The Joy of Writing With a Fountain Pen
“My two fingers on a typewriter have never connected with my brain. My hand on a pen does. A fountain pen, of course. Ballpoint pens are only good for filling out forms on a plane. (Graham Greene)
The Joy of Writing With a Fountain Pen
I have fallen in love once again. I am having a beautiful affair getting to know all the wonderful things about fountain pens. My mother who wanted me to develop good penmanship first introduced me to the fountain pen when I was about 9-years-old. I do not remember much about that particular pen just that it was black with a silver cap, and I do remember it being a Sheaffer. It had a little lever on the side. When you inserted the nib in a bottle of ink and pulled the lever ink went into the pen. I loved writing with it.
I had several fountain pens after that and each one was a treasure to me. The more I used them to write the more I fell in love. The various fountain pens went with me through high school, college and my first job. I had a wonderful little collection of them. At some point they because less popular as ballpoint pens flooded the marketplace. I kept my little collection of pens for many years; however, at some point during a move they were either lost or stolen. It was several more years before I was able to find one in a little out of the way resale shop. Fountain pens are personal instruments and over time will get use to the hand pressure of the one person who is majority user, therefore, they should not be passed around the way other writing tools might be. Luckily, there was no evidence of anyone ever having used it. It did not take long for my interest to peak and I slowly begin to collect them again.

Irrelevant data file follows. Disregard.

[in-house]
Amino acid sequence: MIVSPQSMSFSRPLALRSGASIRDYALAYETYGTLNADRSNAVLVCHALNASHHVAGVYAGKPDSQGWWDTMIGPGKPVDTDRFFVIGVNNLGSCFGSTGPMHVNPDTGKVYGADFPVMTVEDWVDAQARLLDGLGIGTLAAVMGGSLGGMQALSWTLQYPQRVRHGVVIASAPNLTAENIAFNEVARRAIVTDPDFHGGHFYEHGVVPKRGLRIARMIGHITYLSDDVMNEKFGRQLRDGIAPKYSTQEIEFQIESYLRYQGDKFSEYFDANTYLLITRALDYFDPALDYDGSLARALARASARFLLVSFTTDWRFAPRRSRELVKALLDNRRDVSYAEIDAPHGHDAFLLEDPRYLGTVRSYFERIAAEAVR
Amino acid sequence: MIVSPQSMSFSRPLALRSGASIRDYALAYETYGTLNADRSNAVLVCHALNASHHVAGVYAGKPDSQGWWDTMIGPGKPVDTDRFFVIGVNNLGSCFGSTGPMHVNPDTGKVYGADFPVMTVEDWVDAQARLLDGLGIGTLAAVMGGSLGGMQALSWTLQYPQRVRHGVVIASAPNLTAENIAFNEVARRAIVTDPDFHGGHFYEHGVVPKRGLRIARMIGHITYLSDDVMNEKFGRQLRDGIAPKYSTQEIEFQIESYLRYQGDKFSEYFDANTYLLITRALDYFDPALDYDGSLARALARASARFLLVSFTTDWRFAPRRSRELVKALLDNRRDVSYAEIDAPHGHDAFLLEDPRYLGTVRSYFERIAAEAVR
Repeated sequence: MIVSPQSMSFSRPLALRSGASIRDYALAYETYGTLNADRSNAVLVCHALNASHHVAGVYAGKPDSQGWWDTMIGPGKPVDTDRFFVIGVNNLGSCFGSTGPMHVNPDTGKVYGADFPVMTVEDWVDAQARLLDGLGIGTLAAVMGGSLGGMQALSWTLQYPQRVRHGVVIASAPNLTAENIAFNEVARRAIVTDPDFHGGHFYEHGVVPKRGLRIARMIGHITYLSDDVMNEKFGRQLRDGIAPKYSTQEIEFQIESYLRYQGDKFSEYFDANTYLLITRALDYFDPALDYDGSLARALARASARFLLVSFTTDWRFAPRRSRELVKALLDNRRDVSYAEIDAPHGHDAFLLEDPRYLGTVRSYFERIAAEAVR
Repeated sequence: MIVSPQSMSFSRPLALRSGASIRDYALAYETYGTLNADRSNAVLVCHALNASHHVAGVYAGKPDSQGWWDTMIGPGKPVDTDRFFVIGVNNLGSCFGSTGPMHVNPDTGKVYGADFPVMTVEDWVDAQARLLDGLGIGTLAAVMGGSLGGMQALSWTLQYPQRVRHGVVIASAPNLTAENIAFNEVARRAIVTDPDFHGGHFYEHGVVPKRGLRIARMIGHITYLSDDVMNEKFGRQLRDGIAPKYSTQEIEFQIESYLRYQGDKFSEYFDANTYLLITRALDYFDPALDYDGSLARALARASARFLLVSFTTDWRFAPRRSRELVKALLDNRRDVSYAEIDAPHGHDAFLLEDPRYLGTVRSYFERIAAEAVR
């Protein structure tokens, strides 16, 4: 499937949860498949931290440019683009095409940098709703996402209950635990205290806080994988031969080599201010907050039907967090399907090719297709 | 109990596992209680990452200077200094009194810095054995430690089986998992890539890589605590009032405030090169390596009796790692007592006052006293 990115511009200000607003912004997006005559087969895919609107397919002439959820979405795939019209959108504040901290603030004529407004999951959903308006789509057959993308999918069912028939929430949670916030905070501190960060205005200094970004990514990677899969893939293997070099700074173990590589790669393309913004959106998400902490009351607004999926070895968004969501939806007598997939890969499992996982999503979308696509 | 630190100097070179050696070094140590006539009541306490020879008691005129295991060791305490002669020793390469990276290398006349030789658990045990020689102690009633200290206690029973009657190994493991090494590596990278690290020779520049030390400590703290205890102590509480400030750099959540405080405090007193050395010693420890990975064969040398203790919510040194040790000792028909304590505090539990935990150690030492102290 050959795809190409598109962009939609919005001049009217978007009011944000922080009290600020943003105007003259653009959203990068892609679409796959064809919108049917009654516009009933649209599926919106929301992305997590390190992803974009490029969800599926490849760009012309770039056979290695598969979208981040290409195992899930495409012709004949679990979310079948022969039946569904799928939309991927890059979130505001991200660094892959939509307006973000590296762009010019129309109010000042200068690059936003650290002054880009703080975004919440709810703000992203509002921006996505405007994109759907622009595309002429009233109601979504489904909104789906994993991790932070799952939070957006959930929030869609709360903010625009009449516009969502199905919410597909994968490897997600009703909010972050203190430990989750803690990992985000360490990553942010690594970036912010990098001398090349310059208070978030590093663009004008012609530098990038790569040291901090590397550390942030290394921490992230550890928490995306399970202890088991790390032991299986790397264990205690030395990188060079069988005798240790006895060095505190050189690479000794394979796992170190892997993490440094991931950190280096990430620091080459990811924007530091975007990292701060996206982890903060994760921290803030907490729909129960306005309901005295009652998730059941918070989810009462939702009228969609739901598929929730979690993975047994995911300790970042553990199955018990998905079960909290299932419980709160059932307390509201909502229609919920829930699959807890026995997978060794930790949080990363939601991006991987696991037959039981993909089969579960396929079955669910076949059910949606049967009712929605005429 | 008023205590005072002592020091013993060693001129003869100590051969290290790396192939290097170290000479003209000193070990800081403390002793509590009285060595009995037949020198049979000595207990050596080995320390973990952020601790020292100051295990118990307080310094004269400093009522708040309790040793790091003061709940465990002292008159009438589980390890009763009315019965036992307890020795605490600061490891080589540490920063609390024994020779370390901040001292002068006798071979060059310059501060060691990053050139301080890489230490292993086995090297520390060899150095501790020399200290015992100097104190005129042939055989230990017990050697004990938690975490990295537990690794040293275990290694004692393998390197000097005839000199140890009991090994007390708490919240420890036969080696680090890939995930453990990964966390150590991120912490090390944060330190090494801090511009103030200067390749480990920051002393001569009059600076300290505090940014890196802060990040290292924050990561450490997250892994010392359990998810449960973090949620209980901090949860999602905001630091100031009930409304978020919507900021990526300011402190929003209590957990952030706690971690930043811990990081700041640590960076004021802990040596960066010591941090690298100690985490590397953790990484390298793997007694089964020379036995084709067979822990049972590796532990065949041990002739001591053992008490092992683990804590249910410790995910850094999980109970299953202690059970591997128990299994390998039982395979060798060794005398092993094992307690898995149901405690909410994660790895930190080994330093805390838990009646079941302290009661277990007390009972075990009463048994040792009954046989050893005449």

A Little History
The history of the fountain pen dates back to the 10th century and writing instruments long before that when cave dwellers sharpened stones to crave symbols and drawing to communicate with others. However, the fountain pen, using ink, revolutionized writing and continued to evolve as inventors kept improving on each new discovery.
Early on pens were filled with eyedroppers, slowly and painstakingly. As pen designs improved filling the pen with ink became easier, and the eyedropper was replaced with the button filler, the click filler, the lever filler, the matchstick filler, and the coin filler and finally the easier and much cleaner cartridge was introduced.
I am enjoying my journey of both using and learning about fountain pens. I do not know anymore than what I have found on the internet but it is very interesting to read about, and see the different pens through the ages.
A Dying Art
The art of writing notes and letters has all but died. The computer, internet, cell phones, smart phones, texting, emails, and sending electronic cards have replaced the “personal” in “reach out and touch”. Except for my grandchildren, I cannot remember the last time anyone sent me a card or letter through the United States Mail service.
If you have not experienced writing with a fountain pen you really should try it. It is unlike anything I can describe. Your writing takes on a new purpose and you begin to want to sit with paper and pen to capture the words that must escape from their hiding place. I usually have two in my purse and use them for everything from jotting down ideas to writing grocery list.
I recently decided to purchase a fountain pen for each my grandchildren to help them improve their penmanship. It did not take them but a minute to think they possessed something really special. They each now have their own little collect of pens they enjoy using for writing and drawing.
There was a golden age of fountain pens when everyone owned at least one. Now, it is as much a luxury as it is a love of the feel of it gliding across a sheet of paper. I've made myself a promise to to send an actual hand written letter to a few friends to get their reaction. I know it will be a good one. Do you remember what it felt like to go to the mailbox and a letter was there waiting for you to read?
“The material came bubbling up inside like a geyser or an oil gusher. It streamed up of it’s own accord, down my arm and out of my fountain pen in a torrent of six thousand words a day." (C.S. Forester). It would be wonderful if this could be the case for all writers.
Using a fountain pen is different, it feels different….it just somehow feels better. Mark Twain, in a letter to the Writ Fountain Pen Company, Oct. 11, 1898 wrote, “With a single Wirt Pen I have earned the family’s living for many years. With two, I could have grown rich.”
Love to all,